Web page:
When I work the super-early shift on the radio – please don't even ask me what time I have to get up – I get ravenously hungry by the time my break rolls around just before 9 a.m.
At that point, I've usually eaten breakfast and at least one snack, but all that food always feels like it's part of the very distant past. I need my black tea and more snacks now.
A few weeks ago, I walked over to Credo, which makes some of the best Assam tea in Edmonton. I love how they actually brew the tea for me, so I don't have to fiddle around with extracting a sopping wet tea bag from my too-full cup.
But I find muffins to be almost universally disappointing and I needed to eat something now, so I took a chance. (I know, it is a daring life I lead.)
The girl behind the counter cut me a bar that was almost as big as my hand and put it in a little white paper bag. I looked at it dubiously and thought I could probably save it for snacks for the next two days.
It was warm and oat-y and there was just a bit of chocolate and it was exactly the right chewy thing. I had eaten the whole bar before I left the café ten minutes later.
Then I remembered reading about chewy granola bars on Orangette more than a year ago. I dug up the recipe and tried it out.
They turned out a bit different from Credo's – for one thing, I try not to cut as big pieces – but they're really, really, really wonderful. You drizzle this mixture of peanut butter and honey and vanilla and melted butter over a tumble of oats and chocolate chips and whatever dried fruit and nuts you have around, stick it in the oven, and you're in business.
I guess I go through snack phases (hummus and crackers, yogurt and honey, etc.), and this is my current snack phase. When I need a snack, these are all I can think about. Luckily, I have at least two snack times scheduled each day.
P.S. I like the way Molly keeps these oat-centric, with just hints of nuts and dried fruit. She was also brilliant enough to add chocolate. But it appears that the original King Arthur Flour recipe lets you use lots more nuts and fruit, if that's your thing.
one year ago: loganberry vinegar and hop & go fetch it: pacific rim edition
two years ago: blueberry rhubarb rum jam and tomato cheddar soufflé with asparagus
three years ago: chocolate peanut butter oatcakes and chilli pasta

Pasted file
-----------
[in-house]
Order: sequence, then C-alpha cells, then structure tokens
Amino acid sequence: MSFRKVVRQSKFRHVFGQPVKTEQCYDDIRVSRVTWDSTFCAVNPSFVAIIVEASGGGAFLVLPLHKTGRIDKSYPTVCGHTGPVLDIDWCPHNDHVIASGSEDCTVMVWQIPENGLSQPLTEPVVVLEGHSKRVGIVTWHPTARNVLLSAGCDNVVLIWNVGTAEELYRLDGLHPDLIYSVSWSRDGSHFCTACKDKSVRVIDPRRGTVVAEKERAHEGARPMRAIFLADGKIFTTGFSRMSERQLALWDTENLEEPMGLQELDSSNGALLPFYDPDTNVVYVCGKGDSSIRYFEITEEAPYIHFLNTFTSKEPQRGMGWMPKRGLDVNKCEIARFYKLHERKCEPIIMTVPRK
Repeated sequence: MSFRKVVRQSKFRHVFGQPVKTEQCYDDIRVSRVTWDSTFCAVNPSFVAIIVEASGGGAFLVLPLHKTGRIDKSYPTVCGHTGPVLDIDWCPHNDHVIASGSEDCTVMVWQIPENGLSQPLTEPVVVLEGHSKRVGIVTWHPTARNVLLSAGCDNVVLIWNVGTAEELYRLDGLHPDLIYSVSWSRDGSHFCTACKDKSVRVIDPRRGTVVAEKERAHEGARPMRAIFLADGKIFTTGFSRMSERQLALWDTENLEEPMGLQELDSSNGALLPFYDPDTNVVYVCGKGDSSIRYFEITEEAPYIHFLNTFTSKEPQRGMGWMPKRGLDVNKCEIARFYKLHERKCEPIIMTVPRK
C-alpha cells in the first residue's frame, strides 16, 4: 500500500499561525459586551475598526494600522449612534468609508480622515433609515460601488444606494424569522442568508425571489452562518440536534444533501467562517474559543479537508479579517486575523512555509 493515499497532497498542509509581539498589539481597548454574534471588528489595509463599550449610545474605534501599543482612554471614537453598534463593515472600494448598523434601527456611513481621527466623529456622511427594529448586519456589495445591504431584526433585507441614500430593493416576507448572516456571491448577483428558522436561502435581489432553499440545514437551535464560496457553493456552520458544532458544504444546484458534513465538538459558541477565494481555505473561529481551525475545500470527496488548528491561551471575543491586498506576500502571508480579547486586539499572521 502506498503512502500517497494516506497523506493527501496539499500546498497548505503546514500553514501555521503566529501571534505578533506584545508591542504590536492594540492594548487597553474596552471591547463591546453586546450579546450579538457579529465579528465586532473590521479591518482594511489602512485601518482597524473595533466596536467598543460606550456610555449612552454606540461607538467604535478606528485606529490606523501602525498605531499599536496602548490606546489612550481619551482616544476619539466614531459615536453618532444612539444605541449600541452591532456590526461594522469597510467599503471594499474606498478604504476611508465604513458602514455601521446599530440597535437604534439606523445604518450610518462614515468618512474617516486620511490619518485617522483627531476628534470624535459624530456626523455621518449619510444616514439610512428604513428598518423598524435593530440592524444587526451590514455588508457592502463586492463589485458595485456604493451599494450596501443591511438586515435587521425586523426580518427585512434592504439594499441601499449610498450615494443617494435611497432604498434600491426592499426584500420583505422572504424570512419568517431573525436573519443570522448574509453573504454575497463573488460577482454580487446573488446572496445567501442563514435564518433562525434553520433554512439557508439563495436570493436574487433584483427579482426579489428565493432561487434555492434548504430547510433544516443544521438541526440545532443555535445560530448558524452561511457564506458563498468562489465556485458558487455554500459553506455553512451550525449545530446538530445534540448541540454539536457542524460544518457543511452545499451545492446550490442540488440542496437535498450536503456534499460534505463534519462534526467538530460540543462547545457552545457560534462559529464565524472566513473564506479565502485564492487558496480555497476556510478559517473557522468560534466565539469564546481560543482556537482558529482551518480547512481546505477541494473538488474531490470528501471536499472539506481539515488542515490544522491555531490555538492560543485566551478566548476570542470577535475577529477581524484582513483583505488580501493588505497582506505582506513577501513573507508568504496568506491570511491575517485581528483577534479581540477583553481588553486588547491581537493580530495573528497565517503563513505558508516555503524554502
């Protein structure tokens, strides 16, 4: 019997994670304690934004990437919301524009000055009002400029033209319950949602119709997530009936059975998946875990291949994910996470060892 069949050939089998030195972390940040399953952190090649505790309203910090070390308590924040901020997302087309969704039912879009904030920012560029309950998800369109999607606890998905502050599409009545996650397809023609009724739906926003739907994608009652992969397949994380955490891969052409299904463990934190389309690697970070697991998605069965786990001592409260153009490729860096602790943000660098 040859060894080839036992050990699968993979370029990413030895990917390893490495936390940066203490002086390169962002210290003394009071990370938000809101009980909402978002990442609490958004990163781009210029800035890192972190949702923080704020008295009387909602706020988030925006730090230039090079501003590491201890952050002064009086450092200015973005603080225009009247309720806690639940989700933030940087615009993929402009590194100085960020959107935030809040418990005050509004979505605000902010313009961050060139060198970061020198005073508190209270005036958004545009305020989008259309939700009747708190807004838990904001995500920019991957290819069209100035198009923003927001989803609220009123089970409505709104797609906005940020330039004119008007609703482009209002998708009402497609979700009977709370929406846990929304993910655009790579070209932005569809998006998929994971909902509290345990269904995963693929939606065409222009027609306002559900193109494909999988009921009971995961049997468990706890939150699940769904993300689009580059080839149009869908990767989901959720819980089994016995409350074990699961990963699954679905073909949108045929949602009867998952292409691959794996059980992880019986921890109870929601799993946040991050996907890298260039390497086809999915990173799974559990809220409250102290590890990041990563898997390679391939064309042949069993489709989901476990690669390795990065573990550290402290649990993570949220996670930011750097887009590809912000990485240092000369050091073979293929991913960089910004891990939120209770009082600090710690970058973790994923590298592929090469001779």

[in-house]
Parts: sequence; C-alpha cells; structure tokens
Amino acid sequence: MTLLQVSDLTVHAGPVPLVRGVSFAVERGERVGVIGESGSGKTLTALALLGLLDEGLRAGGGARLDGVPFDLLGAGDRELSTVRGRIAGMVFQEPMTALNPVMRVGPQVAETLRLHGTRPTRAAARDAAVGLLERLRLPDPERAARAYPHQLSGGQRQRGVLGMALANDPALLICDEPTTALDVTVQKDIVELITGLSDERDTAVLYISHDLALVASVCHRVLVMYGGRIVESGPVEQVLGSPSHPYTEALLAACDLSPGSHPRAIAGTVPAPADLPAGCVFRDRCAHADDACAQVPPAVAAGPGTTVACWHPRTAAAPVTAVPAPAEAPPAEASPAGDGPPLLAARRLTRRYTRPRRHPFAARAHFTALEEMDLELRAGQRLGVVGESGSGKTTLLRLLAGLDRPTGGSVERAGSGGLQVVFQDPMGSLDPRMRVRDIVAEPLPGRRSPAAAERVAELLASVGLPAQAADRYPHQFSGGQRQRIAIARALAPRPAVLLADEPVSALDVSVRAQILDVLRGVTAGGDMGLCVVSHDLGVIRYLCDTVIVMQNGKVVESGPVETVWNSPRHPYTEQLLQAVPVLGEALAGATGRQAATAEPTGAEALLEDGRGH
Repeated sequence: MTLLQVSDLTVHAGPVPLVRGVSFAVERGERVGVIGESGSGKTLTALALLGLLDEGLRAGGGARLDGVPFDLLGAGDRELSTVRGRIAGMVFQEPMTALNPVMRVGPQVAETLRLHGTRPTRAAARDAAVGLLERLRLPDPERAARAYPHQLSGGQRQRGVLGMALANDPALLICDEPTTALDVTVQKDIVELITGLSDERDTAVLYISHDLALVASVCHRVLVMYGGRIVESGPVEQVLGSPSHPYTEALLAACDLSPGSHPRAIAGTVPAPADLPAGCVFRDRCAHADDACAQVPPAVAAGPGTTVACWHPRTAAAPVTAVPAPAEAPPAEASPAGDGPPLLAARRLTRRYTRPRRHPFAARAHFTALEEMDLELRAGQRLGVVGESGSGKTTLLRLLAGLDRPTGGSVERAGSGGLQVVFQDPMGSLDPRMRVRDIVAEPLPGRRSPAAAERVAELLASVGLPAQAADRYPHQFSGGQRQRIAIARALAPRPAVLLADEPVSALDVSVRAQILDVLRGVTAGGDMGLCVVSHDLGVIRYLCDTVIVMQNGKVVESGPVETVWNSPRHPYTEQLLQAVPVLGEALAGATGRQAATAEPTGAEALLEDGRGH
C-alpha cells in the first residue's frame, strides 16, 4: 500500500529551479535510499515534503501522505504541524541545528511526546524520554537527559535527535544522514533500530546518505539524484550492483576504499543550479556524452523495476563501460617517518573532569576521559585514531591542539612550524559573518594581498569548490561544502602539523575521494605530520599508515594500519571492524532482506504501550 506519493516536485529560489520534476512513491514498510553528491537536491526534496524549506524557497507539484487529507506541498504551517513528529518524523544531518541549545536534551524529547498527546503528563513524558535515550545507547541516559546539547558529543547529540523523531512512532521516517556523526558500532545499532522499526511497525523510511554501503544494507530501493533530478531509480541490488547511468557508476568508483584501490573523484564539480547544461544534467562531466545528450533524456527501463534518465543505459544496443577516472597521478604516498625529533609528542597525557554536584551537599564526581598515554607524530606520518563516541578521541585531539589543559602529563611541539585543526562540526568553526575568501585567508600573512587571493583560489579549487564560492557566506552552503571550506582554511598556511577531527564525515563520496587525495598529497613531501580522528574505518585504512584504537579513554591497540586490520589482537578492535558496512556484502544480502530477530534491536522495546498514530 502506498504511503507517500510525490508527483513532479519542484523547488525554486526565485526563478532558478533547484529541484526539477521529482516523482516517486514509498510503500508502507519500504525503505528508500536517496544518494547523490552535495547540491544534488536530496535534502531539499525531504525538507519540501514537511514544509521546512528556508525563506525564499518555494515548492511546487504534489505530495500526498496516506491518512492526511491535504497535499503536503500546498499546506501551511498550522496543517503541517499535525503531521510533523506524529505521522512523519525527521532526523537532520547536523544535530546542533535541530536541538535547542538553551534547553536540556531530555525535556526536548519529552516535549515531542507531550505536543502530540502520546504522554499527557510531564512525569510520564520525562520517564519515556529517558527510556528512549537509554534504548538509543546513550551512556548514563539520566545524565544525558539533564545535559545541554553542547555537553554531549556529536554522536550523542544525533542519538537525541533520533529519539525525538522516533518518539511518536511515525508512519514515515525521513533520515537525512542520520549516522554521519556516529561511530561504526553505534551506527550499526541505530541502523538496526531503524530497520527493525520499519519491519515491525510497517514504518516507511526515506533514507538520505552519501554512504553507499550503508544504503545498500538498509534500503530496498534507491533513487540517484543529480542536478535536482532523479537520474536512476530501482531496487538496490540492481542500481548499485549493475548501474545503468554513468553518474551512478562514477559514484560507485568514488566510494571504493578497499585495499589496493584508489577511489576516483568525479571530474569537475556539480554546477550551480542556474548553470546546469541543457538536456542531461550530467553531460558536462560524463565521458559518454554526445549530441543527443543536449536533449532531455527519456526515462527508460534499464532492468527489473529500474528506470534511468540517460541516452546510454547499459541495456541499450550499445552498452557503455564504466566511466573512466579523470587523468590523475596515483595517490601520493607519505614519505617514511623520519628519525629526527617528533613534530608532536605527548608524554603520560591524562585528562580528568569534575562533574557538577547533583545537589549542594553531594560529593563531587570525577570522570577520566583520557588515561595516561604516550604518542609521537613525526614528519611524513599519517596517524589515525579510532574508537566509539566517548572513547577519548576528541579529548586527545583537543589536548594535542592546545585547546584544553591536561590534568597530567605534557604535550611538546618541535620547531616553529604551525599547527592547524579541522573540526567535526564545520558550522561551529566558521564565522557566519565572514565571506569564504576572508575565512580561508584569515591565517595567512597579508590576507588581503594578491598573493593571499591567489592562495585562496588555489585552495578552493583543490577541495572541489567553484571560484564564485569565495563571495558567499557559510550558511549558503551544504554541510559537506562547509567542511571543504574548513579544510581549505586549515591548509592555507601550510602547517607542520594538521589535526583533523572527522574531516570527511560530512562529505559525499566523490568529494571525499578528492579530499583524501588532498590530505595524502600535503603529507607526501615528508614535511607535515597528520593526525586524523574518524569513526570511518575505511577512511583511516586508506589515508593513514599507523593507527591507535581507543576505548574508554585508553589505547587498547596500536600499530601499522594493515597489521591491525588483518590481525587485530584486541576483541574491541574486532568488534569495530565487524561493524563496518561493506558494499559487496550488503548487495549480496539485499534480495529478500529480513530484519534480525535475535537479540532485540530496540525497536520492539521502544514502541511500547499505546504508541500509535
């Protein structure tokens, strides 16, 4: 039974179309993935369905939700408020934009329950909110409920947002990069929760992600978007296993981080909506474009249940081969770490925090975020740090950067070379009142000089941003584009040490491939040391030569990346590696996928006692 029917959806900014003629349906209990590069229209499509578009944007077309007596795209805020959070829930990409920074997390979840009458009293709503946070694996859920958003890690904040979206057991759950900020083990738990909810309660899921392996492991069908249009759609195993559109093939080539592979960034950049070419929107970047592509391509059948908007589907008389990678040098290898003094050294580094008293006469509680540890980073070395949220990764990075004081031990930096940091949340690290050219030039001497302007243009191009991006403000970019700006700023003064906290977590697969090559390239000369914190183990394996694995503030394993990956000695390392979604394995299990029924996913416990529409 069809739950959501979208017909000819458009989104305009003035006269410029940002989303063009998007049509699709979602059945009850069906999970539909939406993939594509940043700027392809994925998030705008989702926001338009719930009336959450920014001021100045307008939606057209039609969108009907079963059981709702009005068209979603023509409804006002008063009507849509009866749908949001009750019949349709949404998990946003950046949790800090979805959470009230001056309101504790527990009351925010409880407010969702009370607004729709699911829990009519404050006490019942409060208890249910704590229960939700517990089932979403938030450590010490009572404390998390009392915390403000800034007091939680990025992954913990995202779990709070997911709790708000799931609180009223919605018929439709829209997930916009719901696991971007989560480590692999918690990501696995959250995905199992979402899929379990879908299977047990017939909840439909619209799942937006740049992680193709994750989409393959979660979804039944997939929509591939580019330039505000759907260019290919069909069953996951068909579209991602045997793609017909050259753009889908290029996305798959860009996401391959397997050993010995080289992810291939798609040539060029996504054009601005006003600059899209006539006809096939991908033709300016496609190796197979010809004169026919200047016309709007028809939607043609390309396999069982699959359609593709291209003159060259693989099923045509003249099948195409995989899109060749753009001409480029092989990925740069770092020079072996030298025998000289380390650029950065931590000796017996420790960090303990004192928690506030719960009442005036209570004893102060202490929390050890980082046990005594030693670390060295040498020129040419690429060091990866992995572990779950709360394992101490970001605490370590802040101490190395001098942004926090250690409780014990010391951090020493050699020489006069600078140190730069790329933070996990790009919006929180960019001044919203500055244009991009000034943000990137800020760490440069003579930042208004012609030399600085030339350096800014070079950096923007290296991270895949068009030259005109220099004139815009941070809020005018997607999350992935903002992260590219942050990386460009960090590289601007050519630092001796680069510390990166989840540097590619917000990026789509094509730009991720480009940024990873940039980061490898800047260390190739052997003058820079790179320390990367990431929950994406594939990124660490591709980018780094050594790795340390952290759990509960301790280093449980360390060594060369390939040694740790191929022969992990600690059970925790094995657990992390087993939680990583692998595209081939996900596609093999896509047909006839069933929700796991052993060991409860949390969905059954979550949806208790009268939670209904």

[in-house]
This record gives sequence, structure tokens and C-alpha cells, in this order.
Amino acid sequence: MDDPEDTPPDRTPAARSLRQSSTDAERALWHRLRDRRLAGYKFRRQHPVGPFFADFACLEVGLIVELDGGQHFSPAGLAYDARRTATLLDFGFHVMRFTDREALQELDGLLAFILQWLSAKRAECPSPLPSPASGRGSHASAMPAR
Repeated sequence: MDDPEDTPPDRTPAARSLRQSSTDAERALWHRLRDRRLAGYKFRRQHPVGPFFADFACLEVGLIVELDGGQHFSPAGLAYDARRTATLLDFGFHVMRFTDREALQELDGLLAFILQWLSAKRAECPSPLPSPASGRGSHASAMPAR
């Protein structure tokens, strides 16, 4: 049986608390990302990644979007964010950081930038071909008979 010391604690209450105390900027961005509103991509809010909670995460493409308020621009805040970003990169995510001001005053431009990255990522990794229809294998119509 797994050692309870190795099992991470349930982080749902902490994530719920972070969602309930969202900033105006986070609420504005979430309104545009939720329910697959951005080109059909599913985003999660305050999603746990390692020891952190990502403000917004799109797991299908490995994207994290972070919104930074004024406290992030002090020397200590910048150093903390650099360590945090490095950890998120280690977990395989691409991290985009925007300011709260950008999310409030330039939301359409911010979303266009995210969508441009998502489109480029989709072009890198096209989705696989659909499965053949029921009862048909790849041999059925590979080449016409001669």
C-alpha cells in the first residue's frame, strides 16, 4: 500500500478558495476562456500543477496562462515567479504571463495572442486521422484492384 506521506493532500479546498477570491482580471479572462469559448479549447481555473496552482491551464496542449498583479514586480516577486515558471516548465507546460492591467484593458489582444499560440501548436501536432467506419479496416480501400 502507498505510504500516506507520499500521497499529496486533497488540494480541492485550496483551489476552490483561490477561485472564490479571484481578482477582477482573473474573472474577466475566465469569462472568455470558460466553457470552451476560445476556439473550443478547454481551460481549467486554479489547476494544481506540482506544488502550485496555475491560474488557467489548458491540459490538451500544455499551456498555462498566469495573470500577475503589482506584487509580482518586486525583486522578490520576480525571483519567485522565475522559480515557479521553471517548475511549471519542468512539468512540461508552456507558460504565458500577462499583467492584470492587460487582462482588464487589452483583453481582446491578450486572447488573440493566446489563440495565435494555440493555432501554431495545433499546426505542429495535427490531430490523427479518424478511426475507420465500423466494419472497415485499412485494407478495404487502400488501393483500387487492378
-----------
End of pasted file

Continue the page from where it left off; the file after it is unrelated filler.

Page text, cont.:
chewy granola bars
slightly adapted from Orangette, Smitten Kitchen and King Arthur Flour
1 2/3 c. (155 g.) quick-cooking oats*
1/3 c. (35 g.) oat flour**
1/3 c. (65 g.) brown sugar
scant 1 c. (100 g.) raw pecans or other nuts, chopped as roughly as you like
1/2 c. (85 g.) chocolate chips
1/2 c. (25 g.) coconut chips or flakes***
1 – 2 tbsp. ground flax (optional)
1/4 c. (40 g.) dried fruit (cherries, raisins, currants, prunes, etc.), chopped
1/2 tsp. fine salt
1/3 c. (85 g.) nut butter
1 tsp. vanilla extract
6 tbsp. (85 g.) butter, melted
6 tbsp. (120 g.) honey
1 tbsp. water
Preheat the oven to 350 degrees Fahrenheit. Butter an 8 by 8 inch baking pan. Cut a piece of parchment paper into a rectangle that will line the bottom of the pan and overhang on two ends.
Take out a big bowl and mix up the oats, oat flour, pecans, chocolate chips, coconut, flax, dried fruit and salt. In another bowl, whisk the nut butter, vanilla, butter, honey and water together. Drizzle over the oats and friends, and mix well. Dump the mixture into your prepared pan. Use a piece of plastic wrap to press it down evenly.
Bake for about 30 minutes. Start checking on them after about 25 minutes. The edges will get golden and (hopefully) the top will also get a bit golden (although not as much as the edges). Put the pan on a rack and let cool completely. Then put it in the fridge for a few hours. Do not attempt to cut them into squares before they are thoroughly chilled or you will freak out because they'll all fall apart and you'll think you've made granola cereal instead of granola bars. Of course, if you need to cut a bit out while it's cooling to taste, that is absolutely recommended. Just don't stress about its crumbly nature when it's warm.
I keep mine in the fridge because it's almost summer, but I hear they're fine wrapped on the counter, too. They've certainly held together for hours in my lunch bag outside of the fridge.
* I've also used regular rolled oats and they were good, but a bit more crumbly. If you are gluten-free, make sure you get oats that are labelled "pure" and "wheat free." This means they have not grown next to wheat or been processed in a factory that also processes wheat.
** If you don't have oat flour handy, you can just grind them in the food processor
*** Unsweetened is best, but sweetened is fine, too (that's all I could find!)